Cousin Hannan and his wife Zipora, uncle Moshe, aunt Sara and uncle Yehezkel, Gil and Roni, Rivka, cousin Eta's daughter, the Greenwald cousins, aunt Yafa and uncle Baruch... and so on and so on through a pictorial genealogy that envelops four generations and scores of family members in Vardi Kahana's fascinating, and poignant, photographic documentary appropriately entitled One Family.
Kahana begins her exhibition with a triple portrait of her mother Rivka and her sisters Leah and Esther. This black-and-white bromide could have been an ordinary family portrait if it were not for the consecutive numbers tattooed on their arms - A-7760, A-7761, A-7762 - seared eternally into skin as they disembarked from the cattle cars in Auschwitz in 1944.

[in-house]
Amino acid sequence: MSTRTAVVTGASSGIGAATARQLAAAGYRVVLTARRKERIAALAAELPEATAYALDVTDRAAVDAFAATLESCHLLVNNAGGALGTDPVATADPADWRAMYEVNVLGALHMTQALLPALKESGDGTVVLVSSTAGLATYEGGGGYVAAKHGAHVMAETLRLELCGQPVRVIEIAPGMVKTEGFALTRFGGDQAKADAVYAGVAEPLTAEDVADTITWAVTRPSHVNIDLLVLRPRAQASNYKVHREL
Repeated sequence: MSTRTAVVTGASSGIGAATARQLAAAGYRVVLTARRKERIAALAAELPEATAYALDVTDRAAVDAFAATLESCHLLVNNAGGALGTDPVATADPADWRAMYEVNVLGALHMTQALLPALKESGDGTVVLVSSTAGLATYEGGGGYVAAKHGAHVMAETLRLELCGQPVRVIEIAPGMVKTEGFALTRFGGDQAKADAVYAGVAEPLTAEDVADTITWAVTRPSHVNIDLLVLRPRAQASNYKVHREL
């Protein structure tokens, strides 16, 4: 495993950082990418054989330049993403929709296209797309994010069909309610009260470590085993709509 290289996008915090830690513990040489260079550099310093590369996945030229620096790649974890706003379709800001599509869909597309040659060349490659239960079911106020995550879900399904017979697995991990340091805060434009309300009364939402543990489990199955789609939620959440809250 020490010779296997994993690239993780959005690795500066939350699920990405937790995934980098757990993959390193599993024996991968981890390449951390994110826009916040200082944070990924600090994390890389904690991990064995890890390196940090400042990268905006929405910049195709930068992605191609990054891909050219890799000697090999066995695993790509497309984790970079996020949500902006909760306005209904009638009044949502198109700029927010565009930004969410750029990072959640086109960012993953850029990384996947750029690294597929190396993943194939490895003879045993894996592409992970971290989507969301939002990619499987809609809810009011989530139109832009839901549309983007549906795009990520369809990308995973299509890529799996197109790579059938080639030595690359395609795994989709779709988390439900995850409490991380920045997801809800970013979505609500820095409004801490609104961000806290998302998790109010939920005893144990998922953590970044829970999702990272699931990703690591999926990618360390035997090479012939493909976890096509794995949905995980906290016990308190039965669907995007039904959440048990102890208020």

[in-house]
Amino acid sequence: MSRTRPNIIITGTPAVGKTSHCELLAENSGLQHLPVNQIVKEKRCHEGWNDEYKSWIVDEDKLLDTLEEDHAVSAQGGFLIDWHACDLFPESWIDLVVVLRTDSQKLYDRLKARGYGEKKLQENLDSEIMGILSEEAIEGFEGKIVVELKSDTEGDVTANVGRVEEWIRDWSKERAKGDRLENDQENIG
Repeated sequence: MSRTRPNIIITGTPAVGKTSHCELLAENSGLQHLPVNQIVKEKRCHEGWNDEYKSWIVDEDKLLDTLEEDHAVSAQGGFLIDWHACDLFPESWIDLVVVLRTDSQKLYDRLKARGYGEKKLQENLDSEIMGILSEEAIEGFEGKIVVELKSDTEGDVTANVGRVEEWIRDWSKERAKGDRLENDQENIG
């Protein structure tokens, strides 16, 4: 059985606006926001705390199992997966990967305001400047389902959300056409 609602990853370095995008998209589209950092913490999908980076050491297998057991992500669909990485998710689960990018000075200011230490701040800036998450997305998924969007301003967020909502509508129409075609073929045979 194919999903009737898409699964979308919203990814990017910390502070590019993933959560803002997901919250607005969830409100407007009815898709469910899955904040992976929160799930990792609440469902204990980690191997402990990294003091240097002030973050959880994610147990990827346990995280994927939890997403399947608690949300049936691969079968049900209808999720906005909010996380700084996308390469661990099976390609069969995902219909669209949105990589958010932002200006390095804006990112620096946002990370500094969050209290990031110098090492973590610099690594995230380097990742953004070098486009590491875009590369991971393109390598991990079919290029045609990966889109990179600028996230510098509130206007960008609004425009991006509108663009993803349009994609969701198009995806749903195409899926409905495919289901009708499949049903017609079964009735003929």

The numbers tell the story of survivors, their memories of the Holocaust and their suffering, but the photographic image elevates the viewer onto a higher level as it transmits perceptions of pride, new beginnings, determination and, by the compactness of the composition and by the gestural placing of their arms as an act of both cohesion and tenderness, an unending promise of unity.
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